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Interactive Effects of low CO2 and Temperature on Bean
Reference
Cowling, S.A. and Sage, R.F. 1998. Interactive effects of low atmospheric CO2 and elevated temperature on growth, photosynthesis and respiration in Phaseolus vulgaris. Plant, Cell and Environment 21: 427-435.

What was done
The authors grew young bean plants for 16 days in growth chambers that received ambient (383 ppm) or sub-ambient (196 ppm) atmospheric CO2 concentrations and moderate (25C) or high (36C) air temperature treatments to investigate their interactive effects on photosynthesis and growth.

What was learned
The authors reported a strong interaction between growth CO2 concentration and air temperature. At moderate temperature, net photosynthesis was 58% greater at ambient CO2 than it was at reduced CO2, and at high temperature, this effect was even greater, with plants grown at ambient CO2 exhibiting photosynthetic rates that were 73% greater than those observed in plants grown with only half as much CO2. These observations are in agreement with other data sets, which show that elevated CO2 concentrations have greater percentage effects on photosynthesis at higher, rather than lower, air temperatures. In fact, the authors showed that the optimal temperature for photosynthesis was about 5C higher in plants grown at ambient CO2 than in plants grown at sub-ambient CO2. Increased photosynthetic rates at ambient CO2 concentration led to the creation of a greater carbon supply for supporting growth and development, as indicated by whole-plant biomass data that showed the plants grown at high CO2 to have approximately 59% and 200% more biomass than plants grown at low CO2 concentration at moderate and high air temperatures, respectively.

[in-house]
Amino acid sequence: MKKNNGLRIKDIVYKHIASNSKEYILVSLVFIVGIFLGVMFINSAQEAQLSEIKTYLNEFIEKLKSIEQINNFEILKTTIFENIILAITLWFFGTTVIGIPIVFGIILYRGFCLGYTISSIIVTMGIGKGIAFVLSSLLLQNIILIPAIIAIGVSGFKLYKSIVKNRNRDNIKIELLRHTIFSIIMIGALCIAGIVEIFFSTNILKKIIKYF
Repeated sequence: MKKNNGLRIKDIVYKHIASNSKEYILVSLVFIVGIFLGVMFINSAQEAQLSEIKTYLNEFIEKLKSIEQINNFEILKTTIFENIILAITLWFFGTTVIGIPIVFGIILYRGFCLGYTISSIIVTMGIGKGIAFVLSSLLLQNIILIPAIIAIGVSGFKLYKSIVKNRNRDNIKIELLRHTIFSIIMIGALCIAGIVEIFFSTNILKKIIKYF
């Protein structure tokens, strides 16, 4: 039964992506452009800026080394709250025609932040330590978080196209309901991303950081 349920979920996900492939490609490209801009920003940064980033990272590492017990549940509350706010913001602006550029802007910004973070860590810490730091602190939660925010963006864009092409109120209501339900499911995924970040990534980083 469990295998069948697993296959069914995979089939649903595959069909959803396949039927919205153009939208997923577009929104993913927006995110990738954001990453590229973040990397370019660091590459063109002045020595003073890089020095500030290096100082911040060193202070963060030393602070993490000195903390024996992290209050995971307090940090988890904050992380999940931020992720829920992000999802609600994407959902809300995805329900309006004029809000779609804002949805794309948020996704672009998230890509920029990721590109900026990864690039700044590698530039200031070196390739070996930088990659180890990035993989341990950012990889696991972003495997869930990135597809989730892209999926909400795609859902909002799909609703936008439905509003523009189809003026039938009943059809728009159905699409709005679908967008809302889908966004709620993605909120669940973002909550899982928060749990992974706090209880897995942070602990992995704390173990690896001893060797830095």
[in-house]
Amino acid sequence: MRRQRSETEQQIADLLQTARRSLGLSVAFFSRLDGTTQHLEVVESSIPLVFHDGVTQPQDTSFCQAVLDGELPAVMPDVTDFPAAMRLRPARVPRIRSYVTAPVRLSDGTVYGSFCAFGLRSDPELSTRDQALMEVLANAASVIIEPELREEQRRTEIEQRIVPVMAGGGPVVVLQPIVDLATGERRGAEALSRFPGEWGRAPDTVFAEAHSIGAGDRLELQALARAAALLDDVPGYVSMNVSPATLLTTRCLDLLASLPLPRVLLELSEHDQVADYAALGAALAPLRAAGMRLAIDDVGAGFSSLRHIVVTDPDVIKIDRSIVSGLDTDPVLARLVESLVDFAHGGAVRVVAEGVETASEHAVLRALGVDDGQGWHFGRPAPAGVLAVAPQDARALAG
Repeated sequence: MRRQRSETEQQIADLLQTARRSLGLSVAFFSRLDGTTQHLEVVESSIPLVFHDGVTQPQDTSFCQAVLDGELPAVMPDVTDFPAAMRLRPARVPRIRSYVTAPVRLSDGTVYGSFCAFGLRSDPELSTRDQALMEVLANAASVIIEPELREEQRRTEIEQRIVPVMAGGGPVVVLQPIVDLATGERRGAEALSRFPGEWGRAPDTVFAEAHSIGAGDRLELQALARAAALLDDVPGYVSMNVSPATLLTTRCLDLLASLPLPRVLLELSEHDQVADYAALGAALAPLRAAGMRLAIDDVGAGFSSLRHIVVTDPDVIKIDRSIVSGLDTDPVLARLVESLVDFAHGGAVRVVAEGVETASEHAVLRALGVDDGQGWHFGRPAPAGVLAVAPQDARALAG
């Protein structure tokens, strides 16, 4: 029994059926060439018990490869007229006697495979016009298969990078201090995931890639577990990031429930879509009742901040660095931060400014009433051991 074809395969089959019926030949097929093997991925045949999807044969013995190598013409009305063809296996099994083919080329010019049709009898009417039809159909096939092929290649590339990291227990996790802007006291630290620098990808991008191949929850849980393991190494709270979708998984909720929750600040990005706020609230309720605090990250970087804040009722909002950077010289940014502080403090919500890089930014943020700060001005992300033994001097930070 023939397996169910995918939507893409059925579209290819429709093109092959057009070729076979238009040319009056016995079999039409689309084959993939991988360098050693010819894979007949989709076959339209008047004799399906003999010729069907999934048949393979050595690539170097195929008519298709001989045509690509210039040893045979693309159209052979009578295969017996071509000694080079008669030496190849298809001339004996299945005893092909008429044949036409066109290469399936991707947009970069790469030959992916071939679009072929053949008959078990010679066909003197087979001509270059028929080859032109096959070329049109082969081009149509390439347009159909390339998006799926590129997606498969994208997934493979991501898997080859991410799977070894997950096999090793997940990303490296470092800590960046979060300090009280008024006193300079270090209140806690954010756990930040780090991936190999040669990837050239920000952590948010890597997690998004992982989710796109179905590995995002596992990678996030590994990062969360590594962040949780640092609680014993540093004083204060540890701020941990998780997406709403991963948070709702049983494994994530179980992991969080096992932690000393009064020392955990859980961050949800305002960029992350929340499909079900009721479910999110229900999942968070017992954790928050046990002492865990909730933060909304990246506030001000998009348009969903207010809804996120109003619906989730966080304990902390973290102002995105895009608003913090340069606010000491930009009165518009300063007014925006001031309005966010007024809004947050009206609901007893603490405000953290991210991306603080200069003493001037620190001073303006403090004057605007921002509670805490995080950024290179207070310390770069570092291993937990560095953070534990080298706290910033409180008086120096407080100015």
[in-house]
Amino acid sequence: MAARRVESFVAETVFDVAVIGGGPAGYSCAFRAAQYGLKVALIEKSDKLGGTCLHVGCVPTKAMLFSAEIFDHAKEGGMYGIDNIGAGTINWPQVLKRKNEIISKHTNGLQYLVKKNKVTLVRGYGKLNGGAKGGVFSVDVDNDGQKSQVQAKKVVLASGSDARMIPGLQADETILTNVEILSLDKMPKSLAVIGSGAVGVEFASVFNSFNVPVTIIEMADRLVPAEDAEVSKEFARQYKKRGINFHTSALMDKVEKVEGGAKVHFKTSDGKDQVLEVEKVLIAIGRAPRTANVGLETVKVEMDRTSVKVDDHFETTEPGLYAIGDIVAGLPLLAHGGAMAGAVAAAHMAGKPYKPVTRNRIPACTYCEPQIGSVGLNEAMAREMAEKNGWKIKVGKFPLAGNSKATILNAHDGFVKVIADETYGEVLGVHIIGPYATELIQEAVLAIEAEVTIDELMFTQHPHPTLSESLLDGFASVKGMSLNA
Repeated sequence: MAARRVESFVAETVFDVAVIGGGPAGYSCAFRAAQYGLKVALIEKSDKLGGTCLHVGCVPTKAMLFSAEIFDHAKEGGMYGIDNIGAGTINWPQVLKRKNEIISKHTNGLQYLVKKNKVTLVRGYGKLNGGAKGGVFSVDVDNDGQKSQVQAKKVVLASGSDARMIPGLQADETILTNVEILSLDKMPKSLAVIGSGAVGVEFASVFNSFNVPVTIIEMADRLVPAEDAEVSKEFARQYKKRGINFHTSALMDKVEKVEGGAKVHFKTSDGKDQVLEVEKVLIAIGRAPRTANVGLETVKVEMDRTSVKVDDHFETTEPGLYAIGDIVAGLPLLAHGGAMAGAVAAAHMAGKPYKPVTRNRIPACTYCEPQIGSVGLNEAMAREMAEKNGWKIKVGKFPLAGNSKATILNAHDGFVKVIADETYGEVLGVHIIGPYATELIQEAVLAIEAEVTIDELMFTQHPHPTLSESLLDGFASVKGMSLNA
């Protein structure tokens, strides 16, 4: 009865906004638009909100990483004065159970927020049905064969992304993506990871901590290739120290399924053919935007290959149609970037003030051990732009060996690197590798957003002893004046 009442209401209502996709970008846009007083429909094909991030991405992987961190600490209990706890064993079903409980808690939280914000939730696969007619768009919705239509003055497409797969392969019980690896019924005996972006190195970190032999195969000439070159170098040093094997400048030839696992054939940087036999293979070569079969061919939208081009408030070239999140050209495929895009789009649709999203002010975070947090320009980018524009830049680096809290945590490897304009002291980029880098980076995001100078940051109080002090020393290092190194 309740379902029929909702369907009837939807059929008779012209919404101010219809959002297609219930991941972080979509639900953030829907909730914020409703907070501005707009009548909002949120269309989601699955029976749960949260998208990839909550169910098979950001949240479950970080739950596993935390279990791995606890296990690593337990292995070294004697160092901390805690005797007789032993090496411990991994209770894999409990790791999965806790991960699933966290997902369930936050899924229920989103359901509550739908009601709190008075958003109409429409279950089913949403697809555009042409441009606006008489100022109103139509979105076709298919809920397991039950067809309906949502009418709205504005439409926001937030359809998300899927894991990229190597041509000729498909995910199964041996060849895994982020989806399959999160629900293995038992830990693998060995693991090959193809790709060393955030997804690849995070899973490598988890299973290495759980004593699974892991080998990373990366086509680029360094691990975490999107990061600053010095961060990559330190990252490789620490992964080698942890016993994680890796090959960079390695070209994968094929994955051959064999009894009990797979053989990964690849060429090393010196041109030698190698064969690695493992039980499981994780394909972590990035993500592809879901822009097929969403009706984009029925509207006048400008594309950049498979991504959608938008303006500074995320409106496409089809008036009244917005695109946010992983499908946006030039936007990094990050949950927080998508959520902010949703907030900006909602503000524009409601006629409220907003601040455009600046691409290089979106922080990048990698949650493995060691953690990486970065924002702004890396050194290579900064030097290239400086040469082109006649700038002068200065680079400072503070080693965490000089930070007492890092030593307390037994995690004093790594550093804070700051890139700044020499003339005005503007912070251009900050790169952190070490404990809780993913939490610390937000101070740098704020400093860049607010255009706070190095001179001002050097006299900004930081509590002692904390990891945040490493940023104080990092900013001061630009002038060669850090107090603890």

What it means
The rising CO2 content of the air from pre-industrial levels to today's concentration has been responsible for significant increases in bean productivity. Furthermore, as the CO2 content of the air rises even higher, bean plants will probably experience still greater productivity increases, in an extension of this historic trend. In addition, if there is any further global warming, higher levels of atmospheric CO2 should allow the optimum temperature for photosynthesis and growth in bean plants to keep up with the increase in air temperature, so there would be no need to shift their current production zone to higher latitudes under such circumstances, although that option would certainly become available in a high-CO2 world of the future.

Reviewed 1 November 1998